What’s the big deal about our words?

On a recent 7,800-mile road trip to Alaska that involved a horde of driving hours, Dan and I engaged in several conversations.

Photo by Tim Mossholder on Unsplash

We discussed specific chapters of a book I was reading at the time. We reflected on God’s amazing creation in those Far North places—salmon swimming upstream, moose munching, bears fishing.

And we reminisced and marveled over our love story and how God brought us together.

Yes, there were driving hours without conversation—time to read and write and play Sudoku. But all the remembrances and the reflective words and the affirmations warmed my heart.

There’s an ancient proverb that goes like this:

The tongue has the power of death and life, and those who love it [the tongue and its use for good or evil] will eat its fruit.

Proverbs 18:21, NIV

Words are powerful. We have the capacity to speak death and discouragement, or life and hope to the people around us.

With that in mind, here are 6 life-giving sentences, and I bet you can think of more:

1. I like you!

From time to time, Dan says, “I like you!” … and it always makes my heart smile. It’s reassuring to know that not only does he love me, but he also enjoys exploring and going places and spending time with me.

2. You’re really good at (fill in the blank).

You’re really good at listening, building things, growing stuff, putting on bandages, cooking delicious food, handling finances, teaching, taking care of littles. The list of things people are really good at is endless.

Dan is great at mapping out road trips. He’s in charge while I rest comfortably in the passenger’s seat without a doubt that he knows where we’re going.

Why not speak life to your people by telling them what they’re good at?

3. I love the life we share.

This quote by an author unknown says it all for me:

All love stories are beautiful, but ours is my favorite.

Author Unknown

When was the last time you told someone how much you delight in doing life with them—your spouse, a child, your sister?

4. You’re my hero.

A hero doesn’t necessarily wear a cape. But a hero shows up at the right time and the right place. And when the excitement has died down and the trauma has passed, whoever is still there is a real-life hero. Tell them.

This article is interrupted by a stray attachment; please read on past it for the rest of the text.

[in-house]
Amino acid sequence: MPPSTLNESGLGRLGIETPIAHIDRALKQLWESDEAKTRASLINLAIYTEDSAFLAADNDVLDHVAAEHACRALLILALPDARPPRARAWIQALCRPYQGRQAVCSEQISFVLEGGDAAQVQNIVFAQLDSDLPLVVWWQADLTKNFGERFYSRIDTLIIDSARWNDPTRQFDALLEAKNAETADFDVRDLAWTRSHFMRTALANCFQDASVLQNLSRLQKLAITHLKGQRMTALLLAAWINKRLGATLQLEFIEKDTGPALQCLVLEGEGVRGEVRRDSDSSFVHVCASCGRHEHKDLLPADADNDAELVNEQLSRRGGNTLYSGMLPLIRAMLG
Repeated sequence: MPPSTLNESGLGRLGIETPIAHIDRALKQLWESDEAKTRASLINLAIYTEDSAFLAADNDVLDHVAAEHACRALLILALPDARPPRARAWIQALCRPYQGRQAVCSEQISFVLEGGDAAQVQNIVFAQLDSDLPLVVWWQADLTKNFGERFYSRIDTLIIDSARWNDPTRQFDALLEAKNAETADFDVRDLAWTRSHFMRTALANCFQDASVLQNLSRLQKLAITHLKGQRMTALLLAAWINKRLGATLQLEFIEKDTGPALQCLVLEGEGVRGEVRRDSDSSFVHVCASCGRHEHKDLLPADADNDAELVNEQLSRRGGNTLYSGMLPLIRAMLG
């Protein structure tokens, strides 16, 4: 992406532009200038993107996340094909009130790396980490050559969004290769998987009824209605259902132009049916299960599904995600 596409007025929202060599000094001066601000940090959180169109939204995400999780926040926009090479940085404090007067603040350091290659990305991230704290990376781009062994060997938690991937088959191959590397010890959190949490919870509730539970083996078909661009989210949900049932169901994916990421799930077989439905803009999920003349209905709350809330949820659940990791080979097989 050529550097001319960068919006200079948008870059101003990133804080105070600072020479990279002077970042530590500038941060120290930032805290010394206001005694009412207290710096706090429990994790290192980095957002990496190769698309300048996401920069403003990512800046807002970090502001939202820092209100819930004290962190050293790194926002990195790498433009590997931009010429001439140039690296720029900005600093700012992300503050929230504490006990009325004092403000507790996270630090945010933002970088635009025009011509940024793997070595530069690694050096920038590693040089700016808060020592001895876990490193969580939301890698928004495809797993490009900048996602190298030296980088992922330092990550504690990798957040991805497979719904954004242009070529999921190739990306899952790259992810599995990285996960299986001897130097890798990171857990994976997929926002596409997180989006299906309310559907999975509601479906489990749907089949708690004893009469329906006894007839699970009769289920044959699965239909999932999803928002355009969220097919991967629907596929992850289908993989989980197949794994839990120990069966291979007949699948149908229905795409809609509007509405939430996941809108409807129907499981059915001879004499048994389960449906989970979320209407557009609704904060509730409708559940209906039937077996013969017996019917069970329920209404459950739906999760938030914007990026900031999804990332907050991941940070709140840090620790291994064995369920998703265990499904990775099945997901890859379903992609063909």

5. I don’t know what to say, but I’m here.

Instead of walking away from someone’s pain, walk toward them. And instead of trying to figure out what to say—because most of us are baffled at the right words for someone’s pain—tell them you don’t know what to say, and let them know you’re available. Listen well and whisper prayers to God on their behalf.

6. This did not catch God by surprise.

Back in the days when a late-stage cancer diagnosis landed on top of a stack of setbacks, I said to my first husband, “This did not catch God by surprise.”

I don’t know where those words came from. At the time, I’d never heard anyone else say them. But they launched from my mouth with confidence in the middle of devastating news. And they put everything in perspective.

Because, of course, God was not asleep when cancer metastasized. He wasn’t busy elsewhere when your husband walked out, when you lost your job, when your child chose a lifestyle that breaks your heart.

Which means there’s purpose. Even in this. Even if we’ll never, ever understand why.

So, what’s the big deal about our words? 

Like the old-timer who said about his wife: “I told her once that I loved her. If I ever change my mind, I’ll let her know.”

Once is enough, right?

Um … no. Once isn’t enough.

Because we all long to know—over and over—that the people who matter to us think we’re heroic, worth pursuing, irreplaceable.

You remember all those Alaskan road-trip miles of conversation and affirming words? They’re recorded in my brain because they’re that significant to me. Because words are powerful.

Do you have a hero in your space? Someone who needs an encouraging word? Someone you love doing life with?

What’s keeping you from telling them today?


Why you should tell your story


What if we risked delight?


  1. Allison

    Marlys, thank you for this beautiful reminder that our words matter. I loved your practical life-giving sentences, so good for the receiver and the giver.

    Thank you for your obedience to write words that matter and encourage.

  2. Marcia Huntley

    Thank you, Marlys. Al thought he had read these words of yours, but as I read them aloud his face showed he hadn’t. So sound. I’ll print them from here if I can figure out how. Or I’ll just write them.
    After that gripping film, to see the actual people pop up right in front of us!!!

    • Marcia, I’ve seen the “Space, Hope and Charity” film 4 times (this was our first viewing on the big screen), and I’m amazed at Charity’s story. Every time. I’m so glad you and Al could see it.

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